Director: Corey Pearson
Screenwriter: Corey Pearson
Runtime: 90 mins.
Australian release date: 4 October 2018
Previewed at: Sony Pictures Theatrette, Sydney, on 21 September 2018.
Harmony is the first chapter of a planned series of films collectively called The Five Frequencies Saga but with the tragic death of Jessica Falkholt, the movie’s eponymous lead who, one suspects, would have had a recurring role in the subsequent titles, it remains to be seen if the franchise will be completed. No doubt it will ultimately hinge on the success of this film because actors can always be recast and audiences can be quite forgiving if the ‘hook’ of the storyline is strong enough to reel them in. In the case of Harmony, the target audience is girls in their early teens. There are plans for companion series of books and graphic novels to accompany the films, and these could add to the size of the potential viewership if successful. Overall, The Five Frequencies Saga is an extremely ambitious proposal.
Harmony (Falkholt) is a ‘super-empath’, capable of absorbing the fear of anyone she touches. Her mother died during her birth and Jean (Paula Arundell), a nurse at the hospital where she was born, smuggled her out of the maternity ward when she observed that there was something special about the child. Now 21, Harmony lives destitute and alone, having learnt that she can’t be in contact with people in the usual way because her gift weakens her when she uses it. The fear she absorbs can only be expelled through water, where it manifests as an inky black fluid when it washes out of her body. One night she meets, and assists, a lonely woman, Beth (Jacqueline McKenzie), and, later, her son Mason (Jerome Meyer). In him she recognises some kind of a kindred spirit, a positive one, but he’s not the only person in her milieu exhibiting unusual characteristics; she has come to the attention of Jimmy (Eamon Farren), who also seems to be different, only in a very negative, destructive way. In complete opposition to Harmony, he thrives on fear and threatens her very existence.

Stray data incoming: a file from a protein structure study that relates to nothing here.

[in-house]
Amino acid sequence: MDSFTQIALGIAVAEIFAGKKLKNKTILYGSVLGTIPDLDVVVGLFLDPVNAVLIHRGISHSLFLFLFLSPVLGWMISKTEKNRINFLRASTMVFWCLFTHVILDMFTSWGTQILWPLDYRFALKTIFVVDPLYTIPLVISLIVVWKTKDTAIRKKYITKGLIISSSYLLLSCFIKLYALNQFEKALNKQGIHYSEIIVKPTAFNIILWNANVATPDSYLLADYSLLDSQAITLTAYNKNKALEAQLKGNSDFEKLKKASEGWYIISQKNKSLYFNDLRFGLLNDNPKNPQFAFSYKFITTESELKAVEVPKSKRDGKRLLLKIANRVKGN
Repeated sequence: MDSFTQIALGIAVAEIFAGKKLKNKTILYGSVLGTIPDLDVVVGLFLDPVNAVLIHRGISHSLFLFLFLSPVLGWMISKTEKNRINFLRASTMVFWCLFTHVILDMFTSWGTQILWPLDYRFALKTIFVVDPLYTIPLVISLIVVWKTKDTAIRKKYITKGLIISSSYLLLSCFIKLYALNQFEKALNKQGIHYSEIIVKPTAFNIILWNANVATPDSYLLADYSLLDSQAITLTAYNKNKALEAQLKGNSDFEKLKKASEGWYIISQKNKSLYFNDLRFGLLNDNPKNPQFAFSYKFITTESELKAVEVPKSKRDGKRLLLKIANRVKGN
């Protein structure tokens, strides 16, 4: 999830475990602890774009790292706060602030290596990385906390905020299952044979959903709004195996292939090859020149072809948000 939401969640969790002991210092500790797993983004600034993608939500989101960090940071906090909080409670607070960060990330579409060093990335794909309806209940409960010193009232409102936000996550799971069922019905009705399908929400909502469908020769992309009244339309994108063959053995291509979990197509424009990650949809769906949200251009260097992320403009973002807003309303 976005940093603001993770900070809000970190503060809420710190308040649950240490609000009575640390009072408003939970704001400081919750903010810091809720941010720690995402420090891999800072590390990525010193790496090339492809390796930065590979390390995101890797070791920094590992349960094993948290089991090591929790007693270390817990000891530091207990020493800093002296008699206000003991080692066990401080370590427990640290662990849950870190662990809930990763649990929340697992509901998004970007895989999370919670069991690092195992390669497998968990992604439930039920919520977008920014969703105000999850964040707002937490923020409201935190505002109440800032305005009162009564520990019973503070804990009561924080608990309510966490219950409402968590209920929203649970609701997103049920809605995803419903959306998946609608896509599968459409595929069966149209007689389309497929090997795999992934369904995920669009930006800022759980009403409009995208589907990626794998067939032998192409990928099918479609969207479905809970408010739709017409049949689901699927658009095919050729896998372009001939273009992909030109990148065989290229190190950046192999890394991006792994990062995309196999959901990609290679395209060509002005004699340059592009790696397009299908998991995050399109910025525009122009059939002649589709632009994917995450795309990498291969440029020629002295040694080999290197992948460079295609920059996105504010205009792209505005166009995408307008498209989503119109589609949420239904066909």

Harmony is the second feature from Corey Pearson, a writer/director based in New South Wales. His script could well appeal to Young Adult readers of the kind who were fans of The Twilight Saga and it’s city setting looks suitably gritty through the lens of DOP Brendan Gribble. Where it falls down is in some of the performances: the leads are generally fine but some of the supporting actors aren’t up to scratch. Falkholt is very good as the conflicted Harmony and it’s shocking to think that this was her first and last film role. The film is obviously intended for an international audience and all the actors speak with mid-Atlantic accents, which they acceptably pull off. Regrettably though, there’s not a big enough point of difference to get this title out of the pack of similar YA films and series that have recently done, or are currently doing, the rounds, like The Hunger Games, Divergent, Maze Runner and A Wrinkle in Time.